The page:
Fire prevention week kicks off this week
By Staff Sgt. Sanjay Allen, 460th Space Wing Public Affairs
/ Published October 06, 2006
BUCKLEY AIR FORCE BASE, Colo. -- The Buckley Air Force Base Fire Department is joining forces with the National Fire Protection Agency, or NFPA, and thousands of other fire departments across North America to commemorate Fire Prevention Week.
Fire Prevention Week runs from Sunday through Oct. 14, and the theme this year is "Prevent cooking fires - watch what you heat."
The Buckley Fire Dept. is holding events throughout the week on the base.
-- Today there will be an open house at the fire department, Bldg. 801, with Sparky, the department's mascot, from 9 a.m. to 3 p.m.
-- Wednesday there will be a display booth and handouts at the Base Exchange from 11 a.m. to 1 p.m.
-- Thursday there will be fire evacuation drills throughout the base and a fire truck display with Sparky, at 9:30 a.m. at the Child Development Center.
-- Friday there will be a display booth and handouts at the BX from 11 a.m. to 1 p.m.
Statistics from the NFPA show that one out of every three house fires in the United States started in the kitchen and more than 100,000 fires a year are related to cooking.
"Often when we're called to a cooking-related fire, the residents tell us they only left the kitchen for a few minutes," said Mr. Brett Galeener, Buckley's assistant chief of fire prevention. "Sadly, that's all it takes for a dangerous fire to start. The bottom line is that there's really no safe period of time for the cook to step away from a hot stove."
Mr. Galeener provided a few tips for people to remember when they are cooking.
-- Stay in the kitchen when frying, grilling, broiling or boiling food. If there is a need to leave the kitchen - turn it off.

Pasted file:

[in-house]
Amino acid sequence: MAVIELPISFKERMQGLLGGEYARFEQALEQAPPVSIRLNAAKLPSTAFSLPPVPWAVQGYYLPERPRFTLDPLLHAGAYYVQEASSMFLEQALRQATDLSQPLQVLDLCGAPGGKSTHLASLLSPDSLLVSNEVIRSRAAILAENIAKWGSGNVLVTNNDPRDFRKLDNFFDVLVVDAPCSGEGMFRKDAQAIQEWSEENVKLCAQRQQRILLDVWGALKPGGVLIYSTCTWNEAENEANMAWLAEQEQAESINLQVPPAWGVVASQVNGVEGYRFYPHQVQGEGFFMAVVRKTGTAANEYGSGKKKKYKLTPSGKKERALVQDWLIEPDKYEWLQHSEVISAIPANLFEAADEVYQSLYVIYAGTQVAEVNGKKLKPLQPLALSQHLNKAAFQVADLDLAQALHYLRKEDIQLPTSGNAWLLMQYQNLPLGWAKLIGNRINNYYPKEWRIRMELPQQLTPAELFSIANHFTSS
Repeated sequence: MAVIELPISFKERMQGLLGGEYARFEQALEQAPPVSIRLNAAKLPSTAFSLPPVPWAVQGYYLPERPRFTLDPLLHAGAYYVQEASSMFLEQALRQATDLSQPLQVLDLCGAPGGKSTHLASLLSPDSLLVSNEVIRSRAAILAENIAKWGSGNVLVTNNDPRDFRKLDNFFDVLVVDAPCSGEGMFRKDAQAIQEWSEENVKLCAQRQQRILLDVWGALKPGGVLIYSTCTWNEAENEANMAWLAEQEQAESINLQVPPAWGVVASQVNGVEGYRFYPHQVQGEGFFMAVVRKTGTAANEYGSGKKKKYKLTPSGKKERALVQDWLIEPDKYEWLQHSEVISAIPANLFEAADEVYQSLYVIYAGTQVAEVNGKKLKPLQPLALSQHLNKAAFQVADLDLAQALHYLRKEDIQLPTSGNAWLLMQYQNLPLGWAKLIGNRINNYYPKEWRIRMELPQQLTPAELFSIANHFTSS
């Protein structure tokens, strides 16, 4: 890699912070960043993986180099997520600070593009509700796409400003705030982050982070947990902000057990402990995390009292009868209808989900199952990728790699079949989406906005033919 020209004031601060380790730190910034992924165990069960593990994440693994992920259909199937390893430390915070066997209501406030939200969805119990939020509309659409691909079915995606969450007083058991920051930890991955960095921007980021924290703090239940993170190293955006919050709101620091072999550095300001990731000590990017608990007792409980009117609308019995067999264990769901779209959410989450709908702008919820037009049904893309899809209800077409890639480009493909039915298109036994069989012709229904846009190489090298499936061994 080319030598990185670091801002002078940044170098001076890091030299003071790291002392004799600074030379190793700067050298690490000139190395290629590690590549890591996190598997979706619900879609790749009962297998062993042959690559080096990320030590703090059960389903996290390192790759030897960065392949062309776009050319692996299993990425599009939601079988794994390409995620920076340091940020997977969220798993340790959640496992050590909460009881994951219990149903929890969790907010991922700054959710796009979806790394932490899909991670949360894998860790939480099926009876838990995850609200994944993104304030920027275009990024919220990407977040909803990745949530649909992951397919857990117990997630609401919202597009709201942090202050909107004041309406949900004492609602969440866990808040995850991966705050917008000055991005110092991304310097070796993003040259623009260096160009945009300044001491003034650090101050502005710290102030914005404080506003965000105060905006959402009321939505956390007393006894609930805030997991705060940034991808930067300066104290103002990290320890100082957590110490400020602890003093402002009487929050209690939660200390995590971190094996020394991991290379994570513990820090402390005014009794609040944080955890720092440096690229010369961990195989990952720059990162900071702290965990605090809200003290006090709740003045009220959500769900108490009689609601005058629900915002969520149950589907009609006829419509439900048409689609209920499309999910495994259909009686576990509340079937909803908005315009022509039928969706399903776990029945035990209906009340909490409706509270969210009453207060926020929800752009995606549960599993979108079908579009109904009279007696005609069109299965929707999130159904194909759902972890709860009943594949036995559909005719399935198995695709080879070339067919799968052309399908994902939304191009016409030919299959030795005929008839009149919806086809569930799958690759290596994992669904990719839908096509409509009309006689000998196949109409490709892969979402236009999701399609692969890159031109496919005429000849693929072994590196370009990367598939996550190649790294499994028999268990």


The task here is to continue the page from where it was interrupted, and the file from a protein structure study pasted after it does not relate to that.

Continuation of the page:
-- When simmering, baking or roasting food, check it regularly, stay in the home and use a timer.
-- Keep cooking areas clean and clear of combustibles, such as pot holders, towels, rags, drapes and food packaging.
-- Keep children away from cooking areas by enforcing a "child-free zone" of three feet around the stove.
-- If there is a fire in the microwave, turn it off immediately and keep the door closed. Never open the door until the fire is completely out. If in doubt, get out of the home and call the fire department.
-- Always keep an oven mitt and a lid nearby. If a small grease fire starts in a pan, smother the flames by carefully sliding the lid over the pan, while wearing the oven mitt. Turn off the burner and slide the pan off the burner. To keep the fire from restarting, do not remove the lid until it is completely cool.
-- Never pour water on a grease fire. If the fire does not go out, get out of the home and call the fire department.
-- If an oven fire starts, turn off the heat and keep the door closed to prevent flames from burning you or your clothing. If the fire does not go out, get out of the home and call the fire department.
"A cooking fire can quickly turn deadly," said Mr. Galeener. "I have seen too many homes destroyed and people killed or injured by fires that could have been easily avoided. Please heed these simple safety rules. We, firefighters, would like to be in your kitchen, but only when you invite us for dinner!"